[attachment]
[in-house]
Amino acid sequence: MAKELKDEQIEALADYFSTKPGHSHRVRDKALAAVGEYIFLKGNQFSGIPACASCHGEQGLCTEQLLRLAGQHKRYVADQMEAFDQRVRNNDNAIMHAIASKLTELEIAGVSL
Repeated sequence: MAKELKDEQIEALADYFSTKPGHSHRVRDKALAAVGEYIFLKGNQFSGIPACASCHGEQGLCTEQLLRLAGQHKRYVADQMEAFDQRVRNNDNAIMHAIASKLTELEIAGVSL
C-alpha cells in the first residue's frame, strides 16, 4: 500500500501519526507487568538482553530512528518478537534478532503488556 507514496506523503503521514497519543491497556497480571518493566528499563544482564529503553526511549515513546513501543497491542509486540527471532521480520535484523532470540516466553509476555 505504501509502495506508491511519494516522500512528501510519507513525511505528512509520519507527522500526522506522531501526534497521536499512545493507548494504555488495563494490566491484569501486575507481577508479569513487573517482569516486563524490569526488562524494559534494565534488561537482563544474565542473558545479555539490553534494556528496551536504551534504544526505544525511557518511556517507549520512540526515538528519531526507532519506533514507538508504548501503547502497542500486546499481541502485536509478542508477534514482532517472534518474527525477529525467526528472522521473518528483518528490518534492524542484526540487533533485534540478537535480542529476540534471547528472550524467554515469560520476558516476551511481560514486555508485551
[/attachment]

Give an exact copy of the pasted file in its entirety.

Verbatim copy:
[in-house]
Amino acid sequence: MAKELKDEQIEALADYFSTKPGHSHRVRDKALAAVGEYIFLKGNQFSGIPACASCHGEQGLCTEQLLRLAGQHKRYVADQMEAFDQRVRNNDNAIMHAIASKLTELEIAGVSL
Repeated sequence: MAKELKDEQIEALADYFSTKPGHSHRVRDKALAAVGEYIFLKGNQFSGIPACASCHGEQGLCTEQLLRLAGQHKRYVADQMEAFDQRVRNNDNAIMHAIASKLTELEIAGVSL
C-alpha cells in the first residue's frame, strides 16, 4: 500500500501519526507487568538482553530512528518478537534478532503488556 507514496506523503503521514497519543491497556497480571518493566528499563544482564529503553526511549515513546513501543497491542509486540527471532521480520535484523532470540516466553509476555 505504501509502495506508491511519494516522500512528501510519507513525511505528512509520519507527522500526522506522531501526534497521536499512545493507548494504555488495563494490566491484569501486575507481577508479569513487573517482569516486563524490569526488562524494559534494565534488561537482563544474565542473558545479555539490553534494556528496551536504551534504544526505544525511557518511556517507549520512540526515538528519531526507532519506533514507538508504548501503547502497542500486546499481541502485536509478542508477534514482532517472534518474527525477529525467526528472522521473518528483518528490518534492524542484526540487533533485534540478537535480542529476540534471547528472550524467554515469560520476558516476551511481560514486555508485551